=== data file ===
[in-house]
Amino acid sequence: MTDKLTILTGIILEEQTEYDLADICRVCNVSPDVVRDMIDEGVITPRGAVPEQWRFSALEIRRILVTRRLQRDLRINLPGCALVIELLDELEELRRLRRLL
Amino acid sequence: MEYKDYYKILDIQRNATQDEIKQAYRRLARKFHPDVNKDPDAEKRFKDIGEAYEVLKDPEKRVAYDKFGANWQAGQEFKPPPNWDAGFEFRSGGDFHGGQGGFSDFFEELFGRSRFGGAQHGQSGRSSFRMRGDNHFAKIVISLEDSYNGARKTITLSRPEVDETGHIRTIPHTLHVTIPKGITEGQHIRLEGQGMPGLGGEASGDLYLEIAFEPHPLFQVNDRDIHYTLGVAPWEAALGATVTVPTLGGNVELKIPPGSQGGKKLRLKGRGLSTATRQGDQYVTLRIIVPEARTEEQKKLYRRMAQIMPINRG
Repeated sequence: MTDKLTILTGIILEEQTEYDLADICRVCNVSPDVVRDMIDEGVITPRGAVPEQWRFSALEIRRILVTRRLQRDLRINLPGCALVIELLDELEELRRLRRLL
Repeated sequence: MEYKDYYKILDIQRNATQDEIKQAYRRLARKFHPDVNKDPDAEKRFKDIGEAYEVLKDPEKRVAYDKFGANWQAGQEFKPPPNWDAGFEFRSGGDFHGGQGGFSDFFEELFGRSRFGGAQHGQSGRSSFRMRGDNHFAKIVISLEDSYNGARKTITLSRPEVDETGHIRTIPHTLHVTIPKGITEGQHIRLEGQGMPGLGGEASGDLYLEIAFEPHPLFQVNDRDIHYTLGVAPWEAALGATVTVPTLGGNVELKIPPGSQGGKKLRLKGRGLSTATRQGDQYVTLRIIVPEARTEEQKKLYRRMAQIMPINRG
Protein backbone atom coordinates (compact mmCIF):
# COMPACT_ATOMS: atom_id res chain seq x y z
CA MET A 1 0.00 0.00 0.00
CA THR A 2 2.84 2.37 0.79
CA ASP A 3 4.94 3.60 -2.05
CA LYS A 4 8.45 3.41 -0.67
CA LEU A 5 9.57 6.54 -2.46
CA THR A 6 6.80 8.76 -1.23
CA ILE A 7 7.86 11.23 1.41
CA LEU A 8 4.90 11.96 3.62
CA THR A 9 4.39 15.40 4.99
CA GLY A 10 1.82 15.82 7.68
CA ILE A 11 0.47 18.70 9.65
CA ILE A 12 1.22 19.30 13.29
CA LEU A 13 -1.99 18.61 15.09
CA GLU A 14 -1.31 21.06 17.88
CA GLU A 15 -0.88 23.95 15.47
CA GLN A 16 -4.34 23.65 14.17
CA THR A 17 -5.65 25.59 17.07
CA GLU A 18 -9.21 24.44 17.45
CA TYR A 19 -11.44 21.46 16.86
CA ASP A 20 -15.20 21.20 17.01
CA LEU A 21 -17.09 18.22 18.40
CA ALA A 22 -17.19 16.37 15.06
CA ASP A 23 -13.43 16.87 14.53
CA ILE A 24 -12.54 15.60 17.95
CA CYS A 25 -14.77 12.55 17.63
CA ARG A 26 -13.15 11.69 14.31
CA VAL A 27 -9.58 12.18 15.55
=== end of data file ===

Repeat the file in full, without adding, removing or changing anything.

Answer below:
[in-house]
Amino acid sequence: MTDKLTILTGIILEEQTEYDLADICRVCNVSPDVVRDMIDEGVITPRGAVPEQWRFSALEIRRILVTRRLQRDLRINLPGCALVIELLDELEELRRLRRLL
Amino acid sequence: MEYKDYYKILDIQRNATQDEIKQAYRRLARKFHPDVNKDPDAEKRFKDIGEAYEVLKDPEKRVAYDKFGANWQAGQEFKPPPNWDAGFEFRSGGDFHGGQGGFSDFFEELFGRSRFGGAQHGQSGRSSFRMRGDNHFAKIVISLEDSYNGARKTITLSRPEVDETGHIRTIPHTLHVTIPKGITEGQHIRLEGQGMPGLGGEASGDLYLEIAFEPHPLFQVNDRDIHYTLGVAPWEAALGATVTVPTLGGNVELKIPPGSQGGKKLRLKGRGLSTATRQGDQYVTLRIIVPEARTEEQKKLYRRMAQIMPINRG
Repeated sequence: MTDKLTILTGIILEEQTEYDLADICRVCNVSPDVVRDMIDEGVITPRGAVPEQWRFSALEIRRILVTRRLQRDLRINLPGCALVIELLDELEELRRLRRLL
Repeated sequence: MEYKDYYKILDIQRNATQDEIKQAYRRLARKFHPDVNKDPDAEKRFKDIGEAYEVLKDPEKRVAYDKFGANWQAGQEFKPPPNWDAGFEFRSGGDFHGGQGGFSDFFEELFGRSRFGGAQHGQSGRSSFRMRGDNHFAKIVISLEDSYNGARKTITLSRPEVDETGHIRTIPHTLHVTIPKGITEGQHIRLEGQGMPGLGGEASGDLYLEIAFEPHPLFQVNDRDIHYTLGVAPWEAALGATVTVPTLGGNVELKIPPGSQGGKKLRLKGRGLSTATRQGDQYVTLRIIVPEARTEEQKKLYRRMAQIMPINRG
Protein backbone atom coordinates (compact mmCIF):
# COMPACT_ATOMS: atom_id res chain seq x y z
CA MET A 1 0.00 0.00 0.00
CA THR A 2 2.84 2.37 0.79
CA ASP A 3 4.94 3.60 -2.05
CA LYS A 4 8.45 3.41 -0.67
CA LEU A 5 9.57 6.54 -2.46
CA THR A 6 6.80 8.76 -1.23
CA ILE A 7 7.86 11.23 1.41
CA LEU A 8 4.90 11.96 3.62
CA THR A 9 4.39 15.40 4.99
CA GLY A 10 1.82 15.82 7.68
CA ILE A 11 0.47 18.70 9.65
CA ILE A 12 1.22 19.30 13.29
CA LEU A 13 -1.99 18.61 15.09
CA GLU A 14 -1.31 21.06 17.88
CA GLU A 15 -0.88 23.95 15.47
CA GLN A 16 -4.34 23.65 14.17
CA THR A 17 -5.65 25.59 17.07
CA GLU A 18 -9.21 24.44 17.45
CA TYR A 19 -11.44 21.46 16.86
CA ASP A 20 -15.20 21.20 17.01
CA LEU A 21 -17.09 18.22 18.40
CA ALA A 22 -17.19 16.37 15.06
CA ASP A 23 -13.43 16.87 14.53
CA ILE A 24 -12.54 15.60 17.95
CA CYS A 25 -14.77 12.55 17.63
CA ARG A 26 -13.15 11.69 14.31
CA VAL A 27 -9.58 12.18 15.55